Nothing takes place of IQ in ‘weed-out’ classes

A new study claims that enduring what are known as “weed-out’ classes in STEM has less to do with innate ability than with social connections with classmates (“Surviving Weed-Out Process May Be a State of Mind,” The New York Times, Nov. 17).  I don’t doubt that social connections are helpful in outcomes in these classes, but I submit that innate intelligence is more important.

STEM classes are notorious for their rigor – and rightly so.  The material is hard by its very nature. Therefore, no matter how many friendly classmates there are, they are no substitute for IQ, which I continue to believe is largely innate.  I’m not saying that environment doesn’t play an important role, but it is not enough to overcome intellectual deficits.

When I was an undergraduate at the University of Pennsylvania, algebra was a requirement for graduation.  I was in a class with math whizzes, who breezed through the material.  I passed the class, but there was no way I could have competed with my classmates.

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2 Replies to “Nothing takes place of IQ in ‘weed-out’ classes”

  1. The linked NYT article is pretty thin stuff — suggesting that writing a 15-minute essay re Topic A rather than Topic B somehow caused students in a Coumbia U intro bio course to make a few more friends in the course + the making of those additional friends in the course then somehow caused a few more students to continue as science majors.

    Not a statistician, but seems like the raw numbers involved are pretty small + that the causation vs. correlation problem is obvious.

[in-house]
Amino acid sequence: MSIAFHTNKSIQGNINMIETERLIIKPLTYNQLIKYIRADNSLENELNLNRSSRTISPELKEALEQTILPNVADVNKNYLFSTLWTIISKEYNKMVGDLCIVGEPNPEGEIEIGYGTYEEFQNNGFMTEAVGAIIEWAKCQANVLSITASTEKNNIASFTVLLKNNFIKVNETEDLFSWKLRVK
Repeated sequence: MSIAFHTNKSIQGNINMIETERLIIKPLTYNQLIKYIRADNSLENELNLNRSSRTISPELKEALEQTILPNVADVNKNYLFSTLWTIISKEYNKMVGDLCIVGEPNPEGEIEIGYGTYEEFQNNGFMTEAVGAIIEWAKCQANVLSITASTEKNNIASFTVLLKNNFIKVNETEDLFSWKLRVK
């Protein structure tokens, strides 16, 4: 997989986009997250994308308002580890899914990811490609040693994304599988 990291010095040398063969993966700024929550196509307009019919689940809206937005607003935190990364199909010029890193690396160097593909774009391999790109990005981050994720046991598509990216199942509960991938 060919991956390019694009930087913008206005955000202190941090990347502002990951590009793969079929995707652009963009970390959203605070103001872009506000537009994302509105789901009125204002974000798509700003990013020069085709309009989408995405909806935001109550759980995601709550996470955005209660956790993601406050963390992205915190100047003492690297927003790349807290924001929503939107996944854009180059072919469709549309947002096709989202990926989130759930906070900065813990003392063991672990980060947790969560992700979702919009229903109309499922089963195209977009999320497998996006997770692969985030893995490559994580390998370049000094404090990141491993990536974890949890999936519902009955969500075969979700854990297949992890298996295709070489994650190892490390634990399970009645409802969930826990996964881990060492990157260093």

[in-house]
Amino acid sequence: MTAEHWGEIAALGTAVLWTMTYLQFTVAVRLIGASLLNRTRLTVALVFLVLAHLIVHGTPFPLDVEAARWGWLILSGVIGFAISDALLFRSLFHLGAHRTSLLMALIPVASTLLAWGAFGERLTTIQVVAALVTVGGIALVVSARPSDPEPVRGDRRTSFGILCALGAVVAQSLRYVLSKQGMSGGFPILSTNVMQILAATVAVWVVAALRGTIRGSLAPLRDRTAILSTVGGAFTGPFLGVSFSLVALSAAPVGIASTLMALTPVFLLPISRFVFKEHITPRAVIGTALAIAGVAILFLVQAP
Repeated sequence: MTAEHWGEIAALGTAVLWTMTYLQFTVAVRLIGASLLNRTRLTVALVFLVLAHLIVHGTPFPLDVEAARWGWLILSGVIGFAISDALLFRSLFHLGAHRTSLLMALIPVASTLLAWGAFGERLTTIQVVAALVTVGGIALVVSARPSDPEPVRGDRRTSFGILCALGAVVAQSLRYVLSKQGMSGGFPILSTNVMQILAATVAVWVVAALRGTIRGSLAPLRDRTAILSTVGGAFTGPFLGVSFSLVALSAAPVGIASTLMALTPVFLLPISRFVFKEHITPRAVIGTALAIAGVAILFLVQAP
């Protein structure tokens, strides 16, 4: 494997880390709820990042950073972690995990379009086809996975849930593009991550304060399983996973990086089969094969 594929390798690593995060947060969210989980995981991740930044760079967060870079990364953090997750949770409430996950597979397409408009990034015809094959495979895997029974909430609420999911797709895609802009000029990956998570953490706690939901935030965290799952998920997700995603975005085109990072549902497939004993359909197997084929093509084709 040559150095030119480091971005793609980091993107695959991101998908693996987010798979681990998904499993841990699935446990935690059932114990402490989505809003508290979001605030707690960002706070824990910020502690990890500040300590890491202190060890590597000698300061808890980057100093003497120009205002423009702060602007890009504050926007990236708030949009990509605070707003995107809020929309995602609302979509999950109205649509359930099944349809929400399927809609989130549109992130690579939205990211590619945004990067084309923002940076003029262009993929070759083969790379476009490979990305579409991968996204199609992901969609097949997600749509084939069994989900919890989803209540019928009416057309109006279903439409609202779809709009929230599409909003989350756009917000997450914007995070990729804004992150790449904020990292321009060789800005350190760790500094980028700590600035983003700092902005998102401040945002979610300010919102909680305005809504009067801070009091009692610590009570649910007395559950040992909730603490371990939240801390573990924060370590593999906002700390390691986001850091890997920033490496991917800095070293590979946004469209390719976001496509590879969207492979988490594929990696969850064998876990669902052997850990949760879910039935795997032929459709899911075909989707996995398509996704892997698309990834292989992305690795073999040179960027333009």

Not surprised that female and minority students are less likely to succeed in STEM introductory/weed-out courses. There are several obvious societal-based explanations. Seems that the remedies should be addressing those societal-based explanations rather than dumbing-down the introductory/weed-out courses. Hard to see how students who have difficulty succeeding in the introductory STEM courses are going to suddenly bloom in the advanced STEM courses.

    As to potential problems with the introductory STEM courses themselves — seems that STEM courses (as opposed to liberal arts courses generally) probably have very thin textbook support/explanations. In other words, in STEM courses, you either understand the concept from what the professor says in class or by staring at a one-page outline that is mostly formulas/symbols rather than words. There is no alternative word-heavy explanation available to the student. If Student X has a high IQ and is reasonably diligent, but for some reason fails to grasp STEM Concept A immediately, it is very difficult for X to find an alternative word-heavy explanation of Concept A. By contrast, if X for some reason fails to grasp an English Lit Concept A immediately, X can go to other texts or just re-read the original text several times in search of an alternative word-heavy explanation. And, some people are much better at abstract-symbol thinking while other do better with word-heavy thinking (I’d guess that, on average, males do better with the abstract-symbol thinking while females do better with word-heavy thinking — not sure if that is nature or nurture). Of course, ultimately the abstract-symbol thinkers will have an advantage in most aspects of STEM over the word-heavy thinkers (or at least they will so long as STEM careers emphasize the formulas rather than communicating the formulas to others).

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  2. Labor Lawyer: STEM classes, which are usually referred to as “weed-out” classes, are intrinsically more difficult than other college classes. That may be because much of the material is abstract. In any case, it takes a high IQ or high quantitative aptitude to handle the material. Why Asians seem to excel in such classes remains unclear.

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